Setting Up and Using Vim for Python / Django Development

There are a lot of text editors and IDEs for a popular language such as Python, and we’ve already featured Eclipse/PyDev before. Today, we’ll focus on Vim, a highly configurable text editor built to enable efficient text editing. From the Vim website:

Vim is often called a “programmer’s editor,” and so useful for programming that many consider it an entire IDE. It’s not just for programmers, though. Vim is perfect for all kinds of text editing, from composing email to editing configuration files.

We’ll go through the installation and Python/Django-specific configuration through different levels, and depending on where you stop, you’ll get either a simple text editor, a full-blown IDE, or something in between.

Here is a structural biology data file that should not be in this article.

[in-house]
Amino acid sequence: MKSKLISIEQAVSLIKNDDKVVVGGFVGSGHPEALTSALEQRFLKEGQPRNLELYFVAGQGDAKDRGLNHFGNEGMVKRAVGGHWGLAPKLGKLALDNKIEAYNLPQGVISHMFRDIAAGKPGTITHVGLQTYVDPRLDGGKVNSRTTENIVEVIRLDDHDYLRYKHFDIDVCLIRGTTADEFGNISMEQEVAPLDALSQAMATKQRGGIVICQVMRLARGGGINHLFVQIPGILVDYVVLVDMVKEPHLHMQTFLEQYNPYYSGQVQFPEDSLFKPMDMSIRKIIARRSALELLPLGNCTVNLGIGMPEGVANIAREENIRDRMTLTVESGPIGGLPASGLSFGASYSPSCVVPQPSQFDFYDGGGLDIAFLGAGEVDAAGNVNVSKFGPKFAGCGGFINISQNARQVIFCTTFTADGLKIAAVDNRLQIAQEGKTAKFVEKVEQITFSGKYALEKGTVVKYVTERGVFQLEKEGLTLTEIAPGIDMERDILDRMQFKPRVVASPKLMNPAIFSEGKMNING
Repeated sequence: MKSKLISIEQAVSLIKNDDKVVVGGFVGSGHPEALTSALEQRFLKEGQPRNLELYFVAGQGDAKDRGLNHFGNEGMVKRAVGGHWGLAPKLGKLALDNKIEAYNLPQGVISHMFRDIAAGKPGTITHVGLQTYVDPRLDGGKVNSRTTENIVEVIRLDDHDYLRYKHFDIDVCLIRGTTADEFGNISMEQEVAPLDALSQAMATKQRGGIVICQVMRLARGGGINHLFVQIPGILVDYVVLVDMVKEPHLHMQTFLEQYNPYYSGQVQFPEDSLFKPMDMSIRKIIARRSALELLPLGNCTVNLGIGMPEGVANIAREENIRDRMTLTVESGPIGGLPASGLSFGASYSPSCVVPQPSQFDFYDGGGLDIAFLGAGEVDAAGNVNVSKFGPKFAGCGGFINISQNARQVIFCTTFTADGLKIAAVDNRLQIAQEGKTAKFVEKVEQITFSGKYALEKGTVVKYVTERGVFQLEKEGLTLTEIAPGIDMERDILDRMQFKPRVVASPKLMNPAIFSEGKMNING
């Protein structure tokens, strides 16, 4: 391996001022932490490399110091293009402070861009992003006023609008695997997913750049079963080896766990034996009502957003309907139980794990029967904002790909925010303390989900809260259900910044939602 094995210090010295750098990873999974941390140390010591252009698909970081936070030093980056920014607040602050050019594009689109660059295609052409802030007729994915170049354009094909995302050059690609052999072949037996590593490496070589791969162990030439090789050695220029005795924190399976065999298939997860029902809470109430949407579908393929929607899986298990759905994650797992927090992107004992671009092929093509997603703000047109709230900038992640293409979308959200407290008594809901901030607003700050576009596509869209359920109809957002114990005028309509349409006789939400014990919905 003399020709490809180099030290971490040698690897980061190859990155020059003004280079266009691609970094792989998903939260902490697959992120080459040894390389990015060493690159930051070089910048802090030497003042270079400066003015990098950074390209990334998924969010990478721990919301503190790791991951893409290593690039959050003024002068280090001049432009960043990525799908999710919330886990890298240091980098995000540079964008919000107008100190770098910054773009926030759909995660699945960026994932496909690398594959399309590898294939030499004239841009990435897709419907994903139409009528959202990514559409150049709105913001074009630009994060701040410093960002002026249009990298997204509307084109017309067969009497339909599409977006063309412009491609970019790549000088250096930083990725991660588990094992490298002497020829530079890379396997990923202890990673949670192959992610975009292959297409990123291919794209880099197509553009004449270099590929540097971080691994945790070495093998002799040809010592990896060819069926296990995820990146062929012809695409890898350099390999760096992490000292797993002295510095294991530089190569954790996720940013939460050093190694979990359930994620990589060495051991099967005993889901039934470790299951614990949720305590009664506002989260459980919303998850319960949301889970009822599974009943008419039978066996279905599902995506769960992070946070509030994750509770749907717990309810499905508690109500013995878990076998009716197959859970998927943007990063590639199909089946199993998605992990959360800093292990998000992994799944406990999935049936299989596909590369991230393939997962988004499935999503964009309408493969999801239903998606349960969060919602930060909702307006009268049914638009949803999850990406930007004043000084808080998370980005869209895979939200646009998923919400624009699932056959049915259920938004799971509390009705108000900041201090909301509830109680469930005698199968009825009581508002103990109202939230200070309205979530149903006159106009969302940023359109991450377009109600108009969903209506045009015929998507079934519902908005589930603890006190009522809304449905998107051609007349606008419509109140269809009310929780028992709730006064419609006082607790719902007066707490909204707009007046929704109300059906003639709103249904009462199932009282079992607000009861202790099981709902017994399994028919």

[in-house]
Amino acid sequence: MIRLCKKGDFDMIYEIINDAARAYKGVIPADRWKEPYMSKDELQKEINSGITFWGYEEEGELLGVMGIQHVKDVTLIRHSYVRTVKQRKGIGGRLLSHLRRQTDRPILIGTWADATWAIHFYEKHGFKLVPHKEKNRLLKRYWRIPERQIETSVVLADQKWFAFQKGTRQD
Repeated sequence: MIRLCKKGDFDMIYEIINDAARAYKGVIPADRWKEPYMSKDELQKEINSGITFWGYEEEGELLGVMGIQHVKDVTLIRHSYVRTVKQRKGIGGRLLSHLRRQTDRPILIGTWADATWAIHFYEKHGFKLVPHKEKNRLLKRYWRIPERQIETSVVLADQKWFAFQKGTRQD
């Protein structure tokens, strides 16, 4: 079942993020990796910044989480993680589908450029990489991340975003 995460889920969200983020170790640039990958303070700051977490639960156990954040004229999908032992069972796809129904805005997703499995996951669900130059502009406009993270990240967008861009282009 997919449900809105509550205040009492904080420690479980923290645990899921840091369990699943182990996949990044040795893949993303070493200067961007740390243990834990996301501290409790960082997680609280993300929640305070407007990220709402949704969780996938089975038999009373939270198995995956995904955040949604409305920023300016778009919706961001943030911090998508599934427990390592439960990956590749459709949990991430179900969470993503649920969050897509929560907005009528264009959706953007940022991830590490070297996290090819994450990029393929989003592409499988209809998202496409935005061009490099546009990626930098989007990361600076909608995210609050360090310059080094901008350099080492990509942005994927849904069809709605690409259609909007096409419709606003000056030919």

Easy Level: Installation

Assuming you are using Ubuntu: sudo apt-get install vim

For other operating systems: http://www.vim.org/download.php

Once you’re done, running vim with a file will show something like this:

tumblr_m6aw4qNVQe1qcbckf

 

Normal Level: Basic Config

Most of our configuration will happen in your vimrc file. Check the wiki entry for this.

The basics would be:

The result of that config will look like this:

tumblr_m6aw7pAhIR1qcbckf

Interlude:

The wonder of vim is that from here on, you’re best left on your own to try out the different modes, configurations and plugins that will match your workflow. And the corollary wonder is that whenever you see a tip about vim, you’re learning something new. To point you to some resources:

 

Hard Level: Advanced Config

If you’re looking for Here are some links to existing guides for using Vim as a Python/Django IDE, in order of Django-specificness:

Going through this will result in an IDE-like environment as shown in the image in the Vim as Python IDE post:

vim-as-python-ide